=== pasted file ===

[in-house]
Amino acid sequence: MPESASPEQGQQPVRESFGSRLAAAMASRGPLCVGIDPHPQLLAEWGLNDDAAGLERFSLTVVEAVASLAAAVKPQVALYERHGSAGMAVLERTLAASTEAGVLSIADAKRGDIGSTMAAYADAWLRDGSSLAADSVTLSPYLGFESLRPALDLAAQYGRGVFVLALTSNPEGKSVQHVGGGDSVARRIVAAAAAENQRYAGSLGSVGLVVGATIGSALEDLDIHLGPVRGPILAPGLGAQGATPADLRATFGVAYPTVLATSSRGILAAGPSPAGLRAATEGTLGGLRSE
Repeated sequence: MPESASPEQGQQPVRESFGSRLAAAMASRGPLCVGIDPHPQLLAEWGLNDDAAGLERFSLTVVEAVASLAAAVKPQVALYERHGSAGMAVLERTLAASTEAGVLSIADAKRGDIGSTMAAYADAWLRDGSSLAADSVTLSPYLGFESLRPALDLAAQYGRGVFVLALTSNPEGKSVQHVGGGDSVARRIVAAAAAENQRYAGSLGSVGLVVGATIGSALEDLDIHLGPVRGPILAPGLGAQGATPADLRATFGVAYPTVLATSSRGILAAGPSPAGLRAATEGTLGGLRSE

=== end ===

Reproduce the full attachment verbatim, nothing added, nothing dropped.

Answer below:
[in-house]
Amino acid sequence: MPESASPEQGQQPVRESFGSRLAAAMASRGPLCVGIDPHPQLLAEWGLNDDAAGLERFSLTVVEAVASLAAAVKPQVALYERHGSAGMAVLERTLAASTEAGVLSIADAKRGDIGSTMAAYADAWLRDGSSLAADSVTLSPYLGFESLRPALDLAAQYGRGVFVLALTSNPEGKSVQHVGGGDSVARRIVAAAAAENQRYAGSLGSVGLVVGATIGSALEDLDIHLGPVRGPILAPGLGAQGATPADLRATFGVAYPTVLATSSRGILAAGPSPAGLRAATEGTLGGLRSE
Repeated sequence: MPESASPEQGQQPVRESFGSRLAAAMASRGPLCVGIDPHPQLLAEWGLNDDAAGLERFSLTVVEAVASLAAAVKPQVALYERHGSAGMAVLERTLAASTEAGVLSIADAKRGDIGSTMAAYADAWLRDGSSLAADSVTLSPYLGFESLRPALDLAAQYGRGVFVLALTSNPEGKSVQHVGGGDSVARRIVAAAAAENQRYAGSLGSVGLVVGATIGSALEDLDIHLGPVRGPILAPGLGAQGATPADLRATFGVAYPTVLATSSRGILAAGPSPAGLRAATEGTLGGLRSE